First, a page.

Across Israel, Meir Panim responds to the growing needs of the country’s 1.75 million impoverished residents through various food and social service programs.
(Names changed as requested)
Chronic illness, to the great pain of everyone involved, only ends in one way, death. Many well spouses are left to mourn not only their loved ones, but to mourn the life that wasn’t – the life that was stolen by sickness. Well spouses show the same emotions and experience the same loss as anyone else. It just has another dimension. And so treating them with less respect or consideration is uncalled for.
Pnina told me that she thought her head would split when she was sitting shiva for her chronically-ill spouse. She appreciated the calls and visitors, but running from phone to visitor left her tired and talked out. It was then that she decided to only take long- distance calls for the rest of the day. The next call really surprised her. It was from a friend who lived far away, who wanted to express her condolences.
Pnina left a room full of people and went to the bedroom to take the call, which went something like this; “Pnina, I’m so sorry to hear the news. How are you? It must be so difficult for you right now. Oh, I have a beep. Hold on.”
Pnina was left holding a silent phone for several minutes. She wanted to hang up, but knew she’d have to finish this conversation eventually, so it might as well be now. She didn’t want to go back to the living room, where people were waiting for her, to just be called back out again by her friend, thinking they had been disconnected. She wondered, if perhaps her friend was expecting an important call and if so, why choose to call her now. Eventually, her friend got back on the line and said, “That was our friend Lea. She’s fine and asked me to send her best.” Pnina wondered at her friends priorities. She wondered why a condolence call wasn’t important enough to ignore a “call-waiting.”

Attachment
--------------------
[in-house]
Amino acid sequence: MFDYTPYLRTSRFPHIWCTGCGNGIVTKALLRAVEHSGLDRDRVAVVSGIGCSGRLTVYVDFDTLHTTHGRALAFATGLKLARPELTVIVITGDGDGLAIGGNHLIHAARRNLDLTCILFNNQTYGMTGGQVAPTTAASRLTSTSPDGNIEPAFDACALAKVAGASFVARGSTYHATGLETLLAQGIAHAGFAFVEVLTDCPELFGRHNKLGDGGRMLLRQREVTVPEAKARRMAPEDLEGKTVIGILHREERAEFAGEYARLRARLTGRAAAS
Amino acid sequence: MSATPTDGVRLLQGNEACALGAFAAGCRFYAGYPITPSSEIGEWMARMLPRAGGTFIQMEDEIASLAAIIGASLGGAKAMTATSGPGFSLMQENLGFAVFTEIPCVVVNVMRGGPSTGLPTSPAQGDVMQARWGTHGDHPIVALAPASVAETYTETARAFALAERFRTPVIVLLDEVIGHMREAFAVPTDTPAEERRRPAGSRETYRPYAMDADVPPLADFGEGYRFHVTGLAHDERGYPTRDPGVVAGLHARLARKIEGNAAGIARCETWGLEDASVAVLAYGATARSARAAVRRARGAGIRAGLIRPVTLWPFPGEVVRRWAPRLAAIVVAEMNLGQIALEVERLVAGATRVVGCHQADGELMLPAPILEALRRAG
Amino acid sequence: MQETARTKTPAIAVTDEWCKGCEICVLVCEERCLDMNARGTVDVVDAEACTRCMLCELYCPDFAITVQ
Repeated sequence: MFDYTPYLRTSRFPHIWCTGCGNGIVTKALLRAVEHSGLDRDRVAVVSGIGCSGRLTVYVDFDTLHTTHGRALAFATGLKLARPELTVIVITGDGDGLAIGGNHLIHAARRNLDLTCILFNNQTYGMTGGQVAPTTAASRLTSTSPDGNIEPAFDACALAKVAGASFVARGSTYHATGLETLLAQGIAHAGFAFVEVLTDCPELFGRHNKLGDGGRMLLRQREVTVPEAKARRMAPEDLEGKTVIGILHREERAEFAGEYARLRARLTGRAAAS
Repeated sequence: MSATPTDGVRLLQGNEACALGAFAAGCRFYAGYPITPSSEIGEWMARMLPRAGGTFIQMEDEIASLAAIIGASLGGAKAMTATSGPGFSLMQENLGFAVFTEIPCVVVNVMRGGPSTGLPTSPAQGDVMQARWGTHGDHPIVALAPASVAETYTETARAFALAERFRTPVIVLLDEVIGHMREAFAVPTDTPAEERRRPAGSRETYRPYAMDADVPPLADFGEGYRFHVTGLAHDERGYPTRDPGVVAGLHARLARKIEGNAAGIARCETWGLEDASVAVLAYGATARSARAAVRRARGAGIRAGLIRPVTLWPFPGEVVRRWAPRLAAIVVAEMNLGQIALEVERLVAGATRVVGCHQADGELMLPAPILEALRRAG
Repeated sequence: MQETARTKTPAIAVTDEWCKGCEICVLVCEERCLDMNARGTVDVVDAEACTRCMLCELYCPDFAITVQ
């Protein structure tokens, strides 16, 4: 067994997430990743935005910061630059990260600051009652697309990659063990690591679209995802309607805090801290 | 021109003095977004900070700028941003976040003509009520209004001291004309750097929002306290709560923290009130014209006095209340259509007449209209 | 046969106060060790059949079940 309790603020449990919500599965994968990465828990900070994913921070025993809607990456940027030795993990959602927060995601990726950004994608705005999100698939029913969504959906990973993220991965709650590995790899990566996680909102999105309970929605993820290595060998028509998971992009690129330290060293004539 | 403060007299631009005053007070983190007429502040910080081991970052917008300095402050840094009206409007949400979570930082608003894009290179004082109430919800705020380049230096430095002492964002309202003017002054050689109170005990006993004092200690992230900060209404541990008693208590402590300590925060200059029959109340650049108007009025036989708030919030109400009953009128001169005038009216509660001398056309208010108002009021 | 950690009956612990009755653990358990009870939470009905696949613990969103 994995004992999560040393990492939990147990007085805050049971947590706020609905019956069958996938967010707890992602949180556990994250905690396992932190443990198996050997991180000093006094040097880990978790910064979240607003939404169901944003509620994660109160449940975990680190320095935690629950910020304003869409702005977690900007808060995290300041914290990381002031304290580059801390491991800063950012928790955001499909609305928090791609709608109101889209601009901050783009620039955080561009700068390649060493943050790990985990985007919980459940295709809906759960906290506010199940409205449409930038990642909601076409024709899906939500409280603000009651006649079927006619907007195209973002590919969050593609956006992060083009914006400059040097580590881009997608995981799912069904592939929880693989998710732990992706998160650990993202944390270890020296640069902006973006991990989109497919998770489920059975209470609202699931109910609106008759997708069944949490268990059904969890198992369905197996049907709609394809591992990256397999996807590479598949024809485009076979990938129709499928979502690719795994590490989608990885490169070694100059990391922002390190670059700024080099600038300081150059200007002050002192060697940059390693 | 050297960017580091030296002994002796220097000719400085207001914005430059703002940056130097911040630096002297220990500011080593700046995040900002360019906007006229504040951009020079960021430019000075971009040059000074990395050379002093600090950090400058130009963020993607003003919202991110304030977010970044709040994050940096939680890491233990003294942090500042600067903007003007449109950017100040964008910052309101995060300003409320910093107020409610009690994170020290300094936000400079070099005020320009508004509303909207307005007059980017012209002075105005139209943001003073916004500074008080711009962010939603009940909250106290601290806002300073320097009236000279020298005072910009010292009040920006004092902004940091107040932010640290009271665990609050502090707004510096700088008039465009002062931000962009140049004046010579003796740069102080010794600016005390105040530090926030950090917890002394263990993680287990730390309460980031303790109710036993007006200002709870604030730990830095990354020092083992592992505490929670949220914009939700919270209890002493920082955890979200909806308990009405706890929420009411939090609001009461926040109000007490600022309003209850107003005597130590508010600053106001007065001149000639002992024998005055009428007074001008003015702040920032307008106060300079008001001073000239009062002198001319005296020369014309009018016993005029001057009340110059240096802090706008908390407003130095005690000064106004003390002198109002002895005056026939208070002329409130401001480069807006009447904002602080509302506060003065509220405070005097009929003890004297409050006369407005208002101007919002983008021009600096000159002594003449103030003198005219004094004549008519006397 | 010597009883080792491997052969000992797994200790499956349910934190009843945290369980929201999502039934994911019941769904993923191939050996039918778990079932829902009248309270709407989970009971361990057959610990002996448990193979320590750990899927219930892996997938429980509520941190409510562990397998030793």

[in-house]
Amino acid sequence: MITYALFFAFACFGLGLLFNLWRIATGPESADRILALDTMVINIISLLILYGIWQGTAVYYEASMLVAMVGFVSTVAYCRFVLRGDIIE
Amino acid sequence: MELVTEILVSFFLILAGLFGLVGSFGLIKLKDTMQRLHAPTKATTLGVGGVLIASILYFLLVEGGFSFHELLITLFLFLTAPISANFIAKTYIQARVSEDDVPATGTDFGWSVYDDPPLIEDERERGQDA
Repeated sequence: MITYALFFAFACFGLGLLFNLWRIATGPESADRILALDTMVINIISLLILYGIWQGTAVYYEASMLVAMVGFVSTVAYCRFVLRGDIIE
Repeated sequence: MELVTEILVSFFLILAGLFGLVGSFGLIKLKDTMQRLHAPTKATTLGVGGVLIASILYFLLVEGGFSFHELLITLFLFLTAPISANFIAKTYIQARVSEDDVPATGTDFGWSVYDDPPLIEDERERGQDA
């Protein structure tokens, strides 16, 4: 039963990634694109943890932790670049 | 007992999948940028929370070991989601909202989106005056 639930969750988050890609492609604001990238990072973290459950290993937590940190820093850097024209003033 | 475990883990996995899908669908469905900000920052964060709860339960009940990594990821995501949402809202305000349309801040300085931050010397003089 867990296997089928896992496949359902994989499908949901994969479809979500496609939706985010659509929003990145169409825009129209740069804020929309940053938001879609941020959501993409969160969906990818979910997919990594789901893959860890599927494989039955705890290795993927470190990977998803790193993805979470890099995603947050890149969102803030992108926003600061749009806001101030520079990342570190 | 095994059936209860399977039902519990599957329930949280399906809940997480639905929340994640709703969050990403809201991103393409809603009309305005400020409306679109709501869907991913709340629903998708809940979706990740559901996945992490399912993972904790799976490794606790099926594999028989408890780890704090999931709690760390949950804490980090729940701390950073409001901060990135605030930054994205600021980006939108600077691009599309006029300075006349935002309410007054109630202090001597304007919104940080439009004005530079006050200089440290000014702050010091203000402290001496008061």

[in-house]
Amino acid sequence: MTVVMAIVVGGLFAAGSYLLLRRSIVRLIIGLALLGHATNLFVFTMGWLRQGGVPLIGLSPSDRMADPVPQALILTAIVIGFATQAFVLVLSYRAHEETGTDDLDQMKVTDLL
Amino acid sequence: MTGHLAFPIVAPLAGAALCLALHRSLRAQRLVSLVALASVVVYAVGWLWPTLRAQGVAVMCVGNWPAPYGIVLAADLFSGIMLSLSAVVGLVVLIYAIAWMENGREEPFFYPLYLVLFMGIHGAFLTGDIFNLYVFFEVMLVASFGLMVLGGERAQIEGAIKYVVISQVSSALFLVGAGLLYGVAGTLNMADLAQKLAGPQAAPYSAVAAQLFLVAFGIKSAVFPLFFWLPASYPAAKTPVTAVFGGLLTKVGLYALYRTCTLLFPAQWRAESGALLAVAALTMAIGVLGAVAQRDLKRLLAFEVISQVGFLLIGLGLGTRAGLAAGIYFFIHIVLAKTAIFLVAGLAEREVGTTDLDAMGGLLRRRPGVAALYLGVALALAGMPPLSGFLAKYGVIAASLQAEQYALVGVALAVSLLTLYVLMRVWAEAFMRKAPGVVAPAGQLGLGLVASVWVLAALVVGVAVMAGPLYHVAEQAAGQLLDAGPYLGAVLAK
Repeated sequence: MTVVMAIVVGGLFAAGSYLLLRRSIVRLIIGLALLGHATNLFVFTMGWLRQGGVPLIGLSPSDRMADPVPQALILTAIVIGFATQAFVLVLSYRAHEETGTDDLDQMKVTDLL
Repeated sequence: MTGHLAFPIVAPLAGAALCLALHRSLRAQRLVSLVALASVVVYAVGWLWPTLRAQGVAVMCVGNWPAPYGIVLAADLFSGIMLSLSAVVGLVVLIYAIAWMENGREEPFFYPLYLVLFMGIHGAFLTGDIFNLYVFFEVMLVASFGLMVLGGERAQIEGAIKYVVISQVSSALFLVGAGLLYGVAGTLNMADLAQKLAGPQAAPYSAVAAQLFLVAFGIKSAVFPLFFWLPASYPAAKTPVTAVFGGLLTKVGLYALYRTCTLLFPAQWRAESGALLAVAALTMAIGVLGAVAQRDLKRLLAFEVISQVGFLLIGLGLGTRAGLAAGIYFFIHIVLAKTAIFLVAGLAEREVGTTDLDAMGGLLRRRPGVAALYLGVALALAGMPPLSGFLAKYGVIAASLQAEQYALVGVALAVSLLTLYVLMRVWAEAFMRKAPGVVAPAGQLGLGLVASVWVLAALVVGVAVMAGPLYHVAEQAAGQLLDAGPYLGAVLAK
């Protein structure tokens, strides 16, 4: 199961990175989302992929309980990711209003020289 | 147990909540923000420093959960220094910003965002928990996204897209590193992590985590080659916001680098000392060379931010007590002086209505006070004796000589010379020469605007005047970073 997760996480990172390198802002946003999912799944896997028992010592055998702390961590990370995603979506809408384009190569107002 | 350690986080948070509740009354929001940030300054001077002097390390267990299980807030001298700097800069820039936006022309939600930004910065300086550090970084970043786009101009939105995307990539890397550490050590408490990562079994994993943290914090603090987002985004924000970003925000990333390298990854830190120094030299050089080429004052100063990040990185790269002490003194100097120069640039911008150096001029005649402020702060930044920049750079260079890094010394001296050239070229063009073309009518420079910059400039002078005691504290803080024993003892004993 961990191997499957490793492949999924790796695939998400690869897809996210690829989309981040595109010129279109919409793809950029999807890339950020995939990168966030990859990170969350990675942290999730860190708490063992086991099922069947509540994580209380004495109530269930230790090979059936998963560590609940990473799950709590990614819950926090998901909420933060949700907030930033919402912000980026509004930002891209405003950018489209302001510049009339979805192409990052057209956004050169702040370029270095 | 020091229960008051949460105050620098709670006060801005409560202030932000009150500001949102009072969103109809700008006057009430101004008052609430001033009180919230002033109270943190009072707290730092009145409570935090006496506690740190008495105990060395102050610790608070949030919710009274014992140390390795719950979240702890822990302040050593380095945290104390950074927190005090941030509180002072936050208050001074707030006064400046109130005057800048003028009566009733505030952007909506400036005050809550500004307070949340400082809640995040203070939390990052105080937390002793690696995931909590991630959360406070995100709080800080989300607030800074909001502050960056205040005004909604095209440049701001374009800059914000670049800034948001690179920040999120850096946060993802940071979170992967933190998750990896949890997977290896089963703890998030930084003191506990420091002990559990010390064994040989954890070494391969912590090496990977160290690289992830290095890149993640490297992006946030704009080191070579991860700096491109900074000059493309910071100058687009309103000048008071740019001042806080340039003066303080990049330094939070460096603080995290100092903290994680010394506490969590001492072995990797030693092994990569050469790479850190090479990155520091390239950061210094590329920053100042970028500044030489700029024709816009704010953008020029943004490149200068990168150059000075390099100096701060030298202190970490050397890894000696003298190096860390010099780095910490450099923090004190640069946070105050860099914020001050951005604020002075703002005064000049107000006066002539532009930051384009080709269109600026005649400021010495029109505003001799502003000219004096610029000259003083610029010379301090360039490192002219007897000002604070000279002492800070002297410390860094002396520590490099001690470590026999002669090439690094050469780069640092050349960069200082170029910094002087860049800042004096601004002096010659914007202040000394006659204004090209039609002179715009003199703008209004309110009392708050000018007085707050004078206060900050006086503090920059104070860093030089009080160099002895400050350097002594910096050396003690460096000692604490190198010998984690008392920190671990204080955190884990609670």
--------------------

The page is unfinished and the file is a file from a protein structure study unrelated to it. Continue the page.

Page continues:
Pnina shared another story with me. She told me that a friend – let’s call her Brocha – came to pay her condolences very soon after the funeral. Brocha’s first words to Pnina were, “You’ll never believe the horrible day I had today.” She began to tell Pnina of children late for school, bad weather and traffic. Suddenly she caught herself, realized what she was doing and apologized. She told Pnina to “go first,” and then she’d fill her in on her awful day. Before Pnina could react, Brocha’s cell phone went off. It was Brocha’s mother. And so ignoring Pnina, who was sitting next to her, she began to tell her mother everything she realized was inappropriate to lead with in a shiva house.
Joyce, like Pnina had been inundated with wonderful, considerate and caring calls during shiva. But when it became overwhelming, she too decided to only take the long-distance calls. When a friend arrived that evening, she was quite upset at Joyce. She had called three times during the day and was angry at Joyce, that she had not been able to get through to chat with her.